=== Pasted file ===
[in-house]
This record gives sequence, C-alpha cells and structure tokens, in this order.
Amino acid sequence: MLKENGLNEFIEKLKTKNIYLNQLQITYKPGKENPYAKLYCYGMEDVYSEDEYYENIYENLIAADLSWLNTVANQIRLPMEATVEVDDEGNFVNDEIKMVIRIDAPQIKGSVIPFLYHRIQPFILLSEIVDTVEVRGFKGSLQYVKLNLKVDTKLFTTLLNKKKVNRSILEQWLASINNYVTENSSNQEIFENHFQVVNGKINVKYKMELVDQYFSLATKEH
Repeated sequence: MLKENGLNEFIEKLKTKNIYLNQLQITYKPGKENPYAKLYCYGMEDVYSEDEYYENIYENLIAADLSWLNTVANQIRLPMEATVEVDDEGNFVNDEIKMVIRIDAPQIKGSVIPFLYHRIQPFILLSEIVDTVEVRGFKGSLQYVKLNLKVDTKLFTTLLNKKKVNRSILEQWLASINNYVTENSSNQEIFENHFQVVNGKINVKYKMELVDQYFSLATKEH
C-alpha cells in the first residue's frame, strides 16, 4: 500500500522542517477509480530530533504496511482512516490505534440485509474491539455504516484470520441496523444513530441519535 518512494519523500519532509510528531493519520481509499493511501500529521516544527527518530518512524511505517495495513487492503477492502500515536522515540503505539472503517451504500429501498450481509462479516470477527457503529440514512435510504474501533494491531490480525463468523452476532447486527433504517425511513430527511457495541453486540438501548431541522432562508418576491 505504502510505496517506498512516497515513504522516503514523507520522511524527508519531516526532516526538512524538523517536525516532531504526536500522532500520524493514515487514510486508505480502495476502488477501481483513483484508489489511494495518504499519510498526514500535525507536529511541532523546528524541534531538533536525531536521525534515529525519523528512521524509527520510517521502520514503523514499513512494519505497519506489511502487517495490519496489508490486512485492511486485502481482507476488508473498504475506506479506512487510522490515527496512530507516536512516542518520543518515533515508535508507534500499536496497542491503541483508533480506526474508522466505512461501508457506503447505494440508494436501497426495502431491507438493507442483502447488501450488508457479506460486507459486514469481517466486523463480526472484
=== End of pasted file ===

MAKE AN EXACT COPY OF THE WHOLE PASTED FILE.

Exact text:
[in-house]
This record gives sequence, C-alpha cells and structure tokens, in this order.
Amino acid sequence: MLKENGLNEFIEKLKTKNIYLNQLQITYKPGKENPYAKLYCYGMEDVYSEDEYYENIYENLIAADLSWLNTVANQIRLPMEATVEVDDEGNFVNDEIKMVIRIDAPQIKGSVIPFLYHRIQPFILLSEIVDTVEVRGFKGSLQYVKLNLKVDTKLFTTLLNKKKVNRSILEQWLASINNYVTENSSNQEIFENHFQVVNGKINVKYKMELVDQYFSLATKEH
Repeated sequence: MLKENGLNEFIEKLKTKNIYLNQLQITYKPGKENPYAKLYCYGMEDVYSEDEYYENIYENLIAADLSWLNTVANQIRLPMEATVEVDDEGNFVNDEIKMVIRIDAPQIKGSVIPFLYHRIQPFILLSEIVDTVEVRGFKGSLQYVKLNLKVDTKLFTTLLNKKKVNRSILEQWLASINNYVTENSSNQEIFENHFQVVNGKINVKYKMELVDQYFSLATKEH
C-alpha cells in the first residue's frame, strides 16, 4: 500500500522542517477509480530530533504496511482512516490505534440485509474491539455504516484470520441496523444513530441519535 518512494519523500519532509510528531493519520481509499493511501500529521516544527527518530518512524511505517495495513487492503477492502500515536522515540503505539472503517451504500429501498450481509462479516470477527457503529440514512435510504474501533494491531490480525463468523452476532447486527433504517425511513430527511457495541453486540438501548431541522432562508418576491 505504502510505496517506498512516497515513504522516503514523507520522511524527508519531516526532516526538512524538523517536525516532531504526536500522532500520524493514515487514510486508505480502495476502488477501481483513483484508489489511494495518504499519510498526514500535525507536529511541532523546528524541534531538533536525531536521525534515529525519523528512521524509527520510517521502520514503523514499513512494519505497519506489511502487517495490519496489508490486512485492511486485502481482507476488508473498504475506506479506512487510522490515527496512530507516536512516542518520543518515533515508535508507534500499536496497542491503541483508533480506526474508522466505512461501508457506503447505494440508494436501497426495502431491507438493507442483502447488501450488508457479506460486507459486514469481517466486523463480526472484